The cilia are key to removing foreign particles that have invaded the large and small airways of the respiratory tract. Prolonged exposure to heat, noxious fumes, and particulates assaults the airway lining and decreases the sweeping activity of the cilia. Inflammation results and triggers the hypersecretion of mucus. This Venn diagram is nonproportional and is for illustrative purposes only. Asthma with reversible obstruction is classified in subset. COPD comprises 3 through 8. Asthma that is unremitting is classified as COPD in subsets 6, 7and 8. Asthma associated with emphysema and chronic bronchitis is classified in subset 8. Asthma with subsequent cough due to exposure to chronic irritation is classified as chronic bronchitis in subset 6. Chronic bronchitis and emphysema occurring together is designated in subset 5. Emphysema (subset 1) and chronic bronchitis (subset 2) without airflow obstruction are not classified as being COPD. Subset 10 is classified as airway obstruction due to specific diseases such as cystic fibrosis predominant symptom of chronic bronchitis. Subsequent airflow limitation is attributed to ensuing airway fibrosis, remodeling of small airways, and progressive mucus hypersecretion. Cough and expectoration increase throughout the progression of chronic bronchitis. The signs and symptoms of chronic bronchitis may present as early as the third decade of life with productive cough and increased incidence of bronchial infections.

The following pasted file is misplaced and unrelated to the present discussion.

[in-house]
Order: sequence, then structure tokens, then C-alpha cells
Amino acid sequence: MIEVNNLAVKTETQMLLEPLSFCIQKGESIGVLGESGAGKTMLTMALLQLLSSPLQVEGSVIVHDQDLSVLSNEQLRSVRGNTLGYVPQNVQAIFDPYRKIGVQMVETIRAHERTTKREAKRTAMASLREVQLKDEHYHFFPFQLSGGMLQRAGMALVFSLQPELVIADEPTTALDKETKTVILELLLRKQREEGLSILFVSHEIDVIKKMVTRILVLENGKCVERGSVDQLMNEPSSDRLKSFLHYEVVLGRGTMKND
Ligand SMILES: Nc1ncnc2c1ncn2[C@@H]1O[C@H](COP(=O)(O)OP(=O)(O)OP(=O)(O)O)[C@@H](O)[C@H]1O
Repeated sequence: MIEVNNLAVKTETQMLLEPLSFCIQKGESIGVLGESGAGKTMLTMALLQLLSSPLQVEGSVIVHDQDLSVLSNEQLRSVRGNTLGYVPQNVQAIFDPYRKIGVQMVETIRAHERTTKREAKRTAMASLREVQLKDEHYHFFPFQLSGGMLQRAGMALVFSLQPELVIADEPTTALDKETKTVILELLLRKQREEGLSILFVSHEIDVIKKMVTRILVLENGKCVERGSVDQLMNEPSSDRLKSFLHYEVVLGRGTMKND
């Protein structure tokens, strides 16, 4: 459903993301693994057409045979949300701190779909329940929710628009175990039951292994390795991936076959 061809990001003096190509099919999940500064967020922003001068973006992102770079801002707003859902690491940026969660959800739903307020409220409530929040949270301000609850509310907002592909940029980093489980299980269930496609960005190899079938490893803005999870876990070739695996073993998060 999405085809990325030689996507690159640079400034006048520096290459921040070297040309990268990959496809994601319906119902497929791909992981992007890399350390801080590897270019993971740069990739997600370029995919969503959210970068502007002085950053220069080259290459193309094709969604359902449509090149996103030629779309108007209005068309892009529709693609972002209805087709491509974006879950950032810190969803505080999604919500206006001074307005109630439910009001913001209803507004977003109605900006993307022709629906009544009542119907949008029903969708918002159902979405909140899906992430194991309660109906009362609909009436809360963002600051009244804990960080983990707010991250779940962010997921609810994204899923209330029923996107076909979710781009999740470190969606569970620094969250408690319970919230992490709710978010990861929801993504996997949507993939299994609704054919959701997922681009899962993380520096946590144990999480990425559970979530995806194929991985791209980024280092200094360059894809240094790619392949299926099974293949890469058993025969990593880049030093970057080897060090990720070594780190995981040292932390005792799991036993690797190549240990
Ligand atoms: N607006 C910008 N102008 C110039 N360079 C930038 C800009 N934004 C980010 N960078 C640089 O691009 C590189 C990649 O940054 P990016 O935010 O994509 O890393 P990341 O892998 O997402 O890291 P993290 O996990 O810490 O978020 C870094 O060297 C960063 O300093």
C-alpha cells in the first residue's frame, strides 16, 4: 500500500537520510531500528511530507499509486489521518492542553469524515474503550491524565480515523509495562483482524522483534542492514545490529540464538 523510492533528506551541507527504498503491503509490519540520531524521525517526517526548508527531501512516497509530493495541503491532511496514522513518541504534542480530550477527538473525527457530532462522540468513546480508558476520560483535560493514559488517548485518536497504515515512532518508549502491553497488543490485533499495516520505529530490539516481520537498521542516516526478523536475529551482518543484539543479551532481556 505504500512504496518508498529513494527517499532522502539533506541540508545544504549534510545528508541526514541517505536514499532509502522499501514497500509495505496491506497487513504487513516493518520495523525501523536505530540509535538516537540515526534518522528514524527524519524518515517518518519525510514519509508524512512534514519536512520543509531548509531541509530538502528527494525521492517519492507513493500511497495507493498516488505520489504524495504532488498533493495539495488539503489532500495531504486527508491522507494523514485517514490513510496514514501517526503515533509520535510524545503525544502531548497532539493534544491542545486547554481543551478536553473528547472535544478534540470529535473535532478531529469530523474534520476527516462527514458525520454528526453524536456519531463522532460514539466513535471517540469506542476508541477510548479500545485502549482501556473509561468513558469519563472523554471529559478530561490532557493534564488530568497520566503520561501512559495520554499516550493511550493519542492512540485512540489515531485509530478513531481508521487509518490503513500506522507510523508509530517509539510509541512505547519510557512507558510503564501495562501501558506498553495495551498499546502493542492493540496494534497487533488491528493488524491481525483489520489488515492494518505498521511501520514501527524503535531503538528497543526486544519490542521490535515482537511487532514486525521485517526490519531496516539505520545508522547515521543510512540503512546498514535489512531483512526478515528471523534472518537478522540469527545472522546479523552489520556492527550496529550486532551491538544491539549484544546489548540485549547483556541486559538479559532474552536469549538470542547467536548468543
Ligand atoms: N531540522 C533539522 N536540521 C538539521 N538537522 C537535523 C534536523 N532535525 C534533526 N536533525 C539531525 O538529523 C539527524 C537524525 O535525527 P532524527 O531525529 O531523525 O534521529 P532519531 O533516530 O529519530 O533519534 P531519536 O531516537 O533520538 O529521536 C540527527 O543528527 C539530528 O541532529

Oxygen and carbon dioxide are exchanged at the alveolar level. Destruction of the alveoli results in decreased oxygenation of the tissues and is associated with the compromise of elastic lung recoil. The patient with emphysema is able to inhale but is not able to easily exhale due to the progressive alveolar destruction and loss of lung elastic recoil. Dyspena and fatigue become prominent symptoms as emphysema worsens over time. Patients tend to be middle to older age adults when symptoms of emphysema first present. The major factors that accounted for the poor compliance to portable oxygen therapy were the weight of the equipment, the negative feelings associated with the aesthetics of the devices (especially the nasal cannulae), and the short duration of the oxygen supply from the gaseous cylinder. Unfortunately, patients with severe lung disease are least able to manage the added burden of transporting an oxygen delivery system when walking because of poor exercise tolerance. Possible mechanisms for exercise intolerance are multifactorial and may include moderate to severe impairment of lung mechanics, poor gas exchange, and respiratory muscle fatigue. Exercise limitation may also be due to right ventricular dysfunction, malnutrition, and deconditioning. Patients adapt to this severe disability by employing countermeasures that help conserve energy and reduce dyspnea. Some examples are the pacing of activities, pursed-lip breathing, and the use of assistive devices such as wheeled carts to transport the portable oxygen system. Although various researchers have studied the portability of liquid and gaseous oxygen, there seems to be a lack of consensus on the magnitude of the burden that a portable oxygen system imposes on the patient during walking.
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